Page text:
PHOENIX — Arizona’s senators were in consensus on Thursday in applauding the Supreme Court’s decision to block President Barack Obama’s executive action on immigration.
“Well, the Supreme Court affirms that the president’s unilateral actions, which is characteristic of his lame duck term, won’t stand,” Sen. John McCain, R-Ariz., said.
On Thursday, the Supreme Court came to the 4-4 decision in United States v. Texas, an action which now keeps in place a lower court’s decision and blocks Obama from granting amnesty to 4 million illegal immigrants.
“We all agree that the system is broken, but it shouldn’t be done by the president of the United States who has bragged about the fact that, in his words, he has a phone and a pen,” McCain said of fixing the United State’s immigration system.
Sen. Jeff Flake, R-Ariz., was a little more forgiving.
“We have a big problem that the president attempted to solve,” Flake said. “The problem is this can’t be done by executive order, it needs to be done by the legislative branch.”
“It reaffirms that the president did overreach, there are limits to executive authority,” he said.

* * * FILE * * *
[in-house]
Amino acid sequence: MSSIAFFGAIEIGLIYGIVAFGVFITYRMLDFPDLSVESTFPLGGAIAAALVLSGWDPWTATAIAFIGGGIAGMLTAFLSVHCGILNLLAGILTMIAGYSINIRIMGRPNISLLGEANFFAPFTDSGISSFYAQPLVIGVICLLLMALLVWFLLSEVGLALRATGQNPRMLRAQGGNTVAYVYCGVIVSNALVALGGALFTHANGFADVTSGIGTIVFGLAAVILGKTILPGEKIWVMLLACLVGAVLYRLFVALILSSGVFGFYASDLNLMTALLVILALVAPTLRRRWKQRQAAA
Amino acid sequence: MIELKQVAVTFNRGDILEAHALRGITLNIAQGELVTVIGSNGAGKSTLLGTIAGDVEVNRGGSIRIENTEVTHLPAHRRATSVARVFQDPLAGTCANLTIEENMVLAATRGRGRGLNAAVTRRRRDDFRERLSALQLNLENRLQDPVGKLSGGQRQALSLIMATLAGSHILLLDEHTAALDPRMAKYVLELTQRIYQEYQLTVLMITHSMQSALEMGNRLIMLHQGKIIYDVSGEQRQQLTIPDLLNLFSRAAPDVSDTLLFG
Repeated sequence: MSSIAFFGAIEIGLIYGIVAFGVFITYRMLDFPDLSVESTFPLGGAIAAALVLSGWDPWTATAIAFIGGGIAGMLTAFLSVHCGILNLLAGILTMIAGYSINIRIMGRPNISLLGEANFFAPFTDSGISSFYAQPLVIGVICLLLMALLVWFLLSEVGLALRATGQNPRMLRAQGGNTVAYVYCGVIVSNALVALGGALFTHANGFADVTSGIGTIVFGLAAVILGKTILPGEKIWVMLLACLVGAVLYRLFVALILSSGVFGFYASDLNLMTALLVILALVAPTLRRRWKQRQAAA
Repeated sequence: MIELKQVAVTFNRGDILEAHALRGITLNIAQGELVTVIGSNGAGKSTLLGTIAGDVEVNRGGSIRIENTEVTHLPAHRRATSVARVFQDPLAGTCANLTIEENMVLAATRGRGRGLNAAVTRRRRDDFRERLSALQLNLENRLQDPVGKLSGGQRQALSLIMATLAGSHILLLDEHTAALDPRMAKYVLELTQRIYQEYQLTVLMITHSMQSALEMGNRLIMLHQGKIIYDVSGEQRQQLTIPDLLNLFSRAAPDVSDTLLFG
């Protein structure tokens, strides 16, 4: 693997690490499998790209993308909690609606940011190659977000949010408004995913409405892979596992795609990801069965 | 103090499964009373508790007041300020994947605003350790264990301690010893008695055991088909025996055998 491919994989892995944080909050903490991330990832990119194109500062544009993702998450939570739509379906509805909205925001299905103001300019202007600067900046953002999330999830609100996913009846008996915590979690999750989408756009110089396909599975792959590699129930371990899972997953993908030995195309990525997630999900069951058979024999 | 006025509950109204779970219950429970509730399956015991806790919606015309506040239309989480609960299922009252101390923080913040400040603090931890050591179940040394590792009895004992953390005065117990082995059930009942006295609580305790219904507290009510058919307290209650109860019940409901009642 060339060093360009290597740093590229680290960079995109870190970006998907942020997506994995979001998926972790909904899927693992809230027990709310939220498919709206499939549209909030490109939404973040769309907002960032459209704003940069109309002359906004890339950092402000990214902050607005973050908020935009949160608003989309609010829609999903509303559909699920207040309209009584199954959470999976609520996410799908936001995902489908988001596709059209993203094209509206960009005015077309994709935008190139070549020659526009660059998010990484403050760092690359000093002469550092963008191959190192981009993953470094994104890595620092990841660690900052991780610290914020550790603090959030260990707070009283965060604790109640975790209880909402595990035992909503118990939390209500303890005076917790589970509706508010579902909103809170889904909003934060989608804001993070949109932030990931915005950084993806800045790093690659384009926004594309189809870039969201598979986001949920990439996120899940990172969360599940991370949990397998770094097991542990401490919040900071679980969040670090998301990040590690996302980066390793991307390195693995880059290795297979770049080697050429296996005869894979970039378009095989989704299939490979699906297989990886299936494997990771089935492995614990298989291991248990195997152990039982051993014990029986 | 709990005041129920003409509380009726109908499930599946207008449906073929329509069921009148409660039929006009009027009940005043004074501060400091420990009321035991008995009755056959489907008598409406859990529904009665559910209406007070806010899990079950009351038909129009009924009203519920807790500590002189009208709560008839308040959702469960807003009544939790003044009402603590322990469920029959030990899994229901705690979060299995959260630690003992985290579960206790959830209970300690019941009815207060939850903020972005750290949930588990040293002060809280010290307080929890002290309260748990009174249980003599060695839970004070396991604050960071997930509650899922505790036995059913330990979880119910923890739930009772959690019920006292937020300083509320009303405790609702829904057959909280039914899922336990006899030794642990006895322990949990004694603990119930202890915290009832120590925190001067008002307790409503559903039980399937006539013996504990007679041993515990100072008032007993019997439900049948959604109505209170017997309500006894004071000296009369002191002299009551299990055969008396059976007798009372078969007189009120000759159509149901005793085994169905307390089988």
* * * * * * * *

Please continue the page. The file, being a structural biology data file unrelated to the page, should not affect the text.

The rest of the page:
Congressman Paul Gosar, R-Prescott, applauded the outcome of the case as well.
“This is a win for Texas and for Arizona,” he said. “It was a good day, it was a good day.”
McCain however, looked to the future and the problems that still remain unsolved by the case.
“I would hope that we would resolve this issue one way or the other. There are solutions to it, including border security,” McCain said. “Till we do address the issue, it’s still going to be out there.”
Congressman Ruben Gallego, D-Phoenix, was instead optimistic about the future of the president’s immigration plan and found hope in the fact that the tied decision would allow the issue to be brought before the court again.
“I am confident that this case will again be brought to the Supreme Court and next time will be heard by a full panel of justices who will see though the political motives of this case and deliver a clear decision,” Gallego said in a release.
Congressman Raúl Grijalva, D-Tucson, echoed this hope.
“The silver lining is that a 4-4 tie is not precedent setting, and I hope that the Court revisits this vital issue with the urgency it deserves,” he said in a statement.